APA has told the House Ways and Means Subcommittee on Health that the
government must do a better job protecting beneficiaries in the Medicare Part
D program, especially "dual eligibles" with mental illness. Dual
eligibles are those who qualify for both Medicaid and Medicare; their
prescription coverage was shifted into Medicare Part D at the plan's onset at
the start of 2006.
In written testimony submitted to the subcommittee, APA outlined the
dramatic findings of a study by the American Psychiatric Institute for
Research and Education (APIRE) of the troublesome effects of the transition
from Medicaid to Part D on dual eligibles with mental illness.
The results of the first four months of that study were announced in May at
a press conference in Washington, D.C., and published in the May American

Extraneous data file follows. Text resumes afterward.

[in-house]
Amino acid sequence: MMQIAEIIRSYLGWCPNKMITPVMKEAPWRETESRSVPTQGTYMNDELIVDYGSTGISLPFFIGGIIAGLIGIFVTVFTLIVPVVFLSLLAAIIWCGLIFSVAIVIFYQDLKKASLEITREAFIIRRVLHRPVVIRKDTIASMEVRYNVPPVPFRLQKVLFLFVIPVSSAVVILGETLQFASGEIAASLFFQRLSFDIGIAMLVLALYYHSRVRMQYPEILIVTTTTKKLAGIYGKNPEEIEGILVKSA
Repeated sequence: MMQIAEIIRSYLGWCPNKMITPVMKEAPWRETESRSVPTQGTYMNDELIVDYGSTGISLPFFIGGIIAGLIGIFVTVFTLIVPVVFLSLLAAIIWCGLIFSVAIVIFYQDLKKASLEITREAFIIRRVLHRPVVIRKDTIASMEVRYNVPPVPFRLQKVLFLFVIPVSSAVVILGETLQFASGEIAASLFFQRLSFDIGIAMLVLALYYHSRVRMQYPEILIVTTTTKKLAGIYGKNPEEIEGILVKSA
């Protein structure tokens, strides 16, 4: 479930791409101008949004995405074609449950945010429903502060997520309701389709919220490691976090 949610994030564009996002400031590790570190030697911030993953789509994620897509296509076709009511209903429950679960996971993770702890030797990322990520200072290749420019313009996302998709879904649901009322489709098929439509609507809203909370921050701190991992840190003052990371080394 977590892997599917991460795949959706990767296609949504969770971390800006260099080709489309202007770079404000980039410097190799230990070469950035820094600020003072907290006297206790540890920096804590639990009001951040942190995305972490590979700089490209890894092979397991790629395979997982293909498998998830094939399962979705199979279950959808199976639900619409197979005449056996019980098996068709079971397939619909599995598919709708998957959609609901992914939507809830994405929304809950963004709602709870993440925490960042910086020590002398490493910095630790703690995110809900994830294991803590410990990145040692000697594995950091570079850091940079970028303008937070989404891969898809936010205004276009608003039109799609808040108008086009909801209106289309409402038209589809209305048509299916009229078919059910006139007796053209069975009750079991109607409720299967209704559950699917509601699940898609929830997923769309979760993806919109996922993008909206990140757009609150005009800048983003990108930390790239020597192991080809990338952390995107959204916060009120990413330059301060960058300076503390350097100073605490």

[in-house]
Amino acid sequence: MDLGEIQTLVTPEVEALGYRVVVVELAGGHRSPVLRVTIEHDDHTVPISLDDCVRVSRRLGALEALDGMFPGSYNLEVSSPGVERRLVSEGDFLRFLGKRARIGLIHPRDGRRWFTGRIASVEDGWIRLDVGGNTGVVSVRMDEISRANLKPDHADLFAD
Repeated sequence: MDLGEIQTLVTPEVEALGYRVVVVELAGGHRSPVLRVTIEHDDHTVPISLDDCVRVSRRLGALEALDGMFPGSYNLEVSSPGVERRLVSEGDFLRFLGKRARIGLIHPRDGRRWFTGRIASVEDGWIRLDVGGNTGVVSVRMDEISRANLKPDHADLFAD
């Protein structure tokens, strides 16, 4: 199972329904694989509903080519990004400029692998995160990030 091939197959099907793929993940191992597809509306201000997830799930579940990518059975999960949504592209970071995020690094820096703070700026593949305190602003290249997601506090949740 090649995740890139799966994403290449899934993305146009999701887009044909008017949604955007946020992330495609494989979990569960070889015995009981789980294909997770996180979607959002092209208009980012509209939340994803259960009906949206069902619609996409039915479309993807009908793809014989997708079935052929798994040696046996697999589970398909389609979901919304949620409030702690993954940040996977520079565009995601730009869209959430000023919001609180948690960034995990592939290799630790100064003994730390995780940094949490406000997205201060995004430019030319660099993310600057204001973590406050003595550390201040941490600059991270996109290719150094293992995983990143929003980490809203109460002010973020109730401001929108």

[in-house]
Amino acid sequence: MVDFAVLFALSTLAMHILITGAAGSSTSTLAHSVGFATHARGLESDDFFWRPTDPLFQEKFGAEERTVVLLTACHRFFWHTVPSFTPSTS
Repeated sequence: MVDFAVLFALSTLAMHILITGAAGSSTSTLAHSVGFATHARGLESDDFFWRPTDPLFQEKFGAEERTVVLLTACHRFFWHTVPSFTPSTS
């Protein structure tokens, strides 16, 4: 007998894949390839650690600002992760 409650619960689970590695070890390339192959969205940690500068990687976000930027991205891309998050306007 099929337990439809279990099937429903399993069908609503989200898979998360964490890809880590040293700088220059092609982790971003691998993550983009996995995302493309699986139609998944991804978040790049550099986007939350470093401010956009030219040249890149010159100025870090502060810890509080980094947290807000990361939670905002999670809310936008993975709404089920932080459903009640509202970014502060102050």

Journal of Psychiatry. Data from the remainder of the year were reported
at APA's 2007 annual meeting in May (Psychiatric News, May 18 and
In the testimony delivered to the subcommittee on health last month, APA
told representatives that more than half of the dual-eligible psychiatric
patients studied had at least one problem with medication access or continuity
since Part D began.
"These patients were not able to access medication refills or new
prescriptions, or they discontinued or temporarily stopped their medications
as a result of the changes in the coverage and management of prescription drug
benefits," according to APA's testimony.
The testimony also highlighted these findings from the APIRE study:
"APA is deeply concerned that patients unable to access psychotropic
medications will suffer serious consequences," the Association
emphasized. "When mental disorders such as schizophrenia, bipolar
disorder, or major depression are inadequately treated, the risk for loss of
function, hospitalization, comorbid medical conditions, and mortality is
APA urged Congress to work with the Centers for Medicare and Medicaid
Services (CMS) to make the following changes: